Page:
Next morning, faint smell of fuel. I laughed the kind of laugh that pokes fun at oneself, but which really indicates that the situation is not really funny anymore. Upon examination this time, there was no longer a droplet at the bottom of the float bowl, but there was a clean spot on the engine case right below where one of the hose clamps now lived.  Well I was planning to do a carb rebuild anyway, and so I did. Then, climbing a diagnostic ladder toward the fuel tank, I encountered a moist area right at the petcock lever. Aha ! A notorious spot for problems due to the disintegration of the o-ring gasket. Not content to stop there, I also ordered the petcock gasket for the attachment to the tank. Parts arrived a week later, and took only a few minutes to install. I sat watching the petcok with the fuel turned on, and the machine off. No detectable leakage. I waited an hour and checked again. No detectable leakage. I took a test ride. No detectable leakage. I waited 2 hours and looked again. The petcock was moist with fuel. 

From what I could tell, the fuel began right where the petcock threaded on to the tank. But it had a new gasket that I had just installed! I drained and removed the tank and concentrated my attention on the petcock flange. Nothing detectable. I put the petcock on it, plugged the cross connection, and threw in a little fuel. Nothing detectable. I then put the tank in its normal position, and taped some paper towel to the tank encircling the petcock flange. I let it sit. An hour later, Bingo ! The paper towel was moist with fuel. Not much, but certainly enough to form a drip over many hours. I repeated the experiment. Same result, a small fuel leak from the tank itself.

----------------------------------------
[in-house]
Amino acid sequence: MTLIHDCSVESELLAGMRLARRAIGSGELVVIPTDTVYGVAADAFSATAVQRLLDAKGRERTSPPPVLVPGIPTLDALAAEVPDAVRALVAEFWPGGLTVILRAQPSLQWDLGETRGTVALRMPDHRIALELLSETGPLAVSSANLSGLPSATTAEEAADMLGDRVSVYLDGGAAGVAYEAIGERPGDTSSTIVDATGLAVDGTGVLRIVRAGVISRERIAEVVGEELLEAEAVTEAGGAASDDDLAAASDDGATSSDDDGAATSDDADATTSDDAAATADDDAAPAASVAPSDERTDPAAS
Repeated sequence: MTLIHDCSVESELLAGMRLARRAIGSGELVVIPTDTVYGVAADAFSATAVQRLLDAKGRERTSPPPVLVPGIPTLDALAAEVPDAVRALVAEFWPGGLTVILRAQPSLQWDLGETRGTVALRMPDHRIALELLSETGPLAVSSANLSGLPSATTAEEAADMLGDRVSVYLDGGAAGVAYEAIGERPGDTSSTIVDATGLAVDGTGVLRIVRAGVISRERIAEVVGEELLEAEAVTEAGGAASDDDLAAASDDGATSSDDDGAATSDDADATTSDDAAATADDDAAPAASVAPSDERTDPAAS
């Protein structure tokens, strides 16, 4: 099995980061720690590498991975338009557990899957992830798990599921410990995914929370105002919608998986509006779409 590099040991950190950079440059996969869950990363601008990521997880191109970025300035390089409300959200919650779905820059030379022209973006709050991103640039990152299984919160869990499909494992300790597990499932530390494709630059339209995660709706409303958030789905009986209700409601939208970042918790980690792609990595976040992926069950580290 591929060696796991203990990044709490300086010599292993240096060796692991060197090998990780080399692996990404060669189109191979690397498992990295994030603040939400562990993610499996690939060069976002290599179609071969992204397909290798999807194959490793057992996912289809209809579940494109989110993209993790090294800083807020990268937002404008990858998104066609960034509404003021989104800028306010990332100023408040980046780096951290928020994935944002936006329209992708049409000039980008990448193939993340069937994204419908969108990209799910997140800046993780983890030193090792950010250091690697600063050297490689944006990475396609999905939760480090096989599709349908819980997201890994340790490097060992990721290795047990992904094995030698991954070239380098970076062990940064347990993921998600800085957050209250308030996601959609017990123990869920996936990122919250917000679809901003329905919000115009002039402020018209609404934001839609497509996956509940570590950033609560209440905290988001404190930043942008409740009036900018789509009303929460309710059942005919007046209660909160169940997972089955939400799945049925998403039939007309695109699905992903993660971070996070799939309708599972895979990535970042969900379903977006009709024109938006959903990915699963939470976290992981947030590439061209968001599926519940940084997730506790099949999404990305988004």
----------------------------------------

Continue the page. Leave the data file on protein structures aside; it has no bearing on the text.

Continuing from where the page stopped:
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I emptied the tank and began to lightly sand the area around the flange. It was built up with solder, so someone had been here before. I could not find the specific point of the leak, but there were a few suspect areas once the paint was removed. After some days of drying, and then work with a wire wheel and dremmel tool, most of the solder was removed, revealing a hairline crack. It was clear then, that vibration was probably the key ingredient to making it leak and find its way through the solder patch job. Once cleaned up, it was properly welded, and the the paper towel test was repeated. Bone dry. 

So what did we learn? A repeated lesson shared before in To Fuel or not to Fuel, and in On Getting Grounded and in To Spark or Not to Spark. Obvious solutions, and the usual suspects sometimes mask the culprit. I did not go to the tank first, because carbs and petcock are notorious for fuel leaks, and I thought I found the problem with the float bowl (which did have an issue, just not the main one). In this case, the simplicity of the machine contributed to a sense that the solution must also be simple. It was, that is once I found the root cause....

Weekend Warriors

Classic Velocity

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Being in the midst of building a street car that can go to the track and pass tech inspection, I am struck by the contrast of what this process was like when I last did it 20+ years ago, and what it was like 20 years before that. First a few obvious contrasts, so that you know this is not just another luddite diatribe about how much better things were back then... 

Racing is safer today. Despite having fewer tracks today, there are probably many more track miles driven per year, and with far fewer injuries and deaths per mile driven. Cars are better today. Even in the arena of vintage racing where my interest lies, we are running better tires, better brakes, and better lubricants than the original cars ever did. Tracks are better today. I ran the new Watkins Glen, and the new Lime Rock Park in recent years, and the historic sharp edges of those tracks have been removed. It is very hard to run into a stand of trees these days, or hit Armco barriers that have no energy absorption. The new tracks such as Thunderbolt in NJ are designed so that Indy cars are safe, much less your 1969 BMW 1600. That is not to say that vintage racing is completely sanitized. There are accidents every season, and there was an unfortunate fatality at Lime Rock in the last 2 years. Things are better on all fronts, but this remains a sport with risks.